does stealth equal shame?
this point is moot where my daughter is concerned.
before i realized how badly she needed to live as
the girl she is, zeeona felt compelled to tell folk
who saw her as a boy, (she had short hair, didn’t wear
dresses) that she wasn’t really a boy. she called it
‘her secret’ but didn’t keep the secret very well.
one day, at the opening of a new lgbt community center
in a nearby town, the local tv news wanted to interview
me. because i am a queer woman who has adopted a child,
and the laws against this in our state had recently been
altho i had adopted zee long before moving to florida, i
agreed to speak on camera about my feelings and thoughts
since the repeal.
zeeona had already been living as a girl at this point,
and identified very much with this community of lgbt
people. she even initiated conversations with some of the
folk who were there about the fact that she wasn’t just
the adoptive child of a queer parent, that this was her
community in her own right as well.
i feared that the reporters would hear this and want to
interview us further about this other twist. it wasn’t
that i was ashamed, it was something else that i couldn’t
quite put my finger on.
fast forward a year, and once again because of a totally
different sort of news story, we find ourselves being
interviewed on camera for a tv story. it was one about the
toll of foreclosures on neighborhoods becoming veritable
ghost towns, with banks not taking responsibility for empty
property upkeep, and so many vacant homes.
zeeona drew me down to her and whispered in my ear that she
wanted to tell the newscaster about her “secret”. once
again i felt that uneasiness i’d felt at the lgbt community
center’s grand opening.
i told her that this story was about something else.
it isn’t that i have ever felt the slightest inkling of re-
gret for allowing my daughter to be who she is. it isn’t
that i have ever felt that her being transgender is a cause
for shame. it isn’t that i felt that the information is not
hers to share. or that the subject is too private for sharing
it was all about my fear that in this homophobic, transphobic
judgemental society the repercussions of this admission had
far more consequence than a young child could comprehend.
lately, especially since the high profile transitioning of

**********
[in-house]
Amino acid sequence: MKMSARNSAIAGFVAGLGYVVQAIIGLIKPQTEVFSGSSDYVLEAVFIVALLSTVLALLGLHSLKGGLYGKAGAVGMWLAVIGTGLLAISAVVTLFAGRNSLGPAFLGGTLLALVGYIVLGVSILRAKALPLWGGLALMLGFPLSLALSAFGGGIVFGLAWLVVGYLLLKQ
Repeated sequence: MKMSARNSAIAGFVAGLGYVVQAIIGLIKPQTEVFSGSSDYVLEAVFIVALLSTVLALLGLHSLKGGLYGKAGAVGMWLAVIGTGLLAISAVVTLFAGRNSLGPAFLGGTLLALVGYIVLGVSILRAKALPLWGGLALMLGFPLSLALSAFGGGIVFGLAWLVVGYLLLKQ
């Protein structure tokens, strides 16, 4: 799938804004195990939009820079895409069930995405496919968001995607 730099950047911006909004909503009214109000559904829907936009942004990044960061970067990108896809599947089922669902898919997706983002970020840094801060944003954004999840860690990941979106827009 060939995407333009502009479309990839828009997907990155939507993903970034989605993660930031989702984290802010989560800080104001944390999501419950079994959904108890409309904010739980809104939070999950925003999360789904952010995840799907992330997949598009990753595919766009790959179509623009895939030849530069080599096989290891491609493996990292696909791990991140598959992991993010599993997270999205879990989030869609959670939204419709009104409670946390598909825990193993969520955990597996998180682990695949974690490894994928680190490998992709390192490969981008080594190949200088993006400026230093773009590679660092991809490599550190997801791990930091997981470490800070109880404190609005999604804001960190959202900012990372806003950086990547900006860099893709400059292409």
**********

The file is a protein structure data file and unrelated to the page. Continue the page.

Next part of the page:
chaz bono, i have wondered about just how much more damaging
being stealth can be.
there can be no doubt whatsoever that in order for society to
come around, there must be exposure to the things it judges
and fears. the refusal of closets and subsequent visibilty of
the gay, lesbian and bisexual community has done much to win
long sought after rights and respect. quite probably then, a
similar time for visibility and pride need occur with regard
to trans-people in order for injustices to be identified and
in the queer community, there were always some who felt the
need for privacy as regards whom they chose for love and sex
partners. after all, what business is it of anyone else? do
heterosexual people have to declare themselves?
but there were far more of us that felt that the dominant
cultural paradigm had to be openly challenged if we were ever
to attain equal standing within society. that it was unfair
that blatant display of heterosexual love and intimacy was
okay but to walk down the street hand in hand with our lovers
i would never presume to tell the transgender community
that it perpetuates prejudice against them to be ‘stealth’,
that “secret” often translates “shame” in the minds of
“normal” society. because this allegedly normal society has
few qualms about discriminating against any and all that run
contrary to their established rules. just look at ‘dont ask –
dont tell’ or ‘defense of marriage’ legislation for proof of
this well known tendency.
but can i continue to tell zeeona when it is okay for her to
share ‘her story’? where does my protecting her against an
irrational society end? does my protection translate as shame
in her young mind? dare i impose my fears upon her young mind
by letting her know the horror stories of hate-crimes, of
things such as ostracism and discrimination?
she’s only eight!!!
so how can she make the decision to not to be “stealth” when
she’s scarcely old enough to understand the repercussions?
as with most things concerning her well-being and safety, i
find myself walking a tightrope between supporting her and
shielding her. tho as i said earlier, the stealth controversy
is a moot point with her. she has no hesitance to declare that
she is transgender.
so no matter what i feel, no matter my justified fears or my
feelings that society needs to be awakened to the presence of
people who are ‘other than’ in their midst, this is her story,
not mine, to tell or not to tell.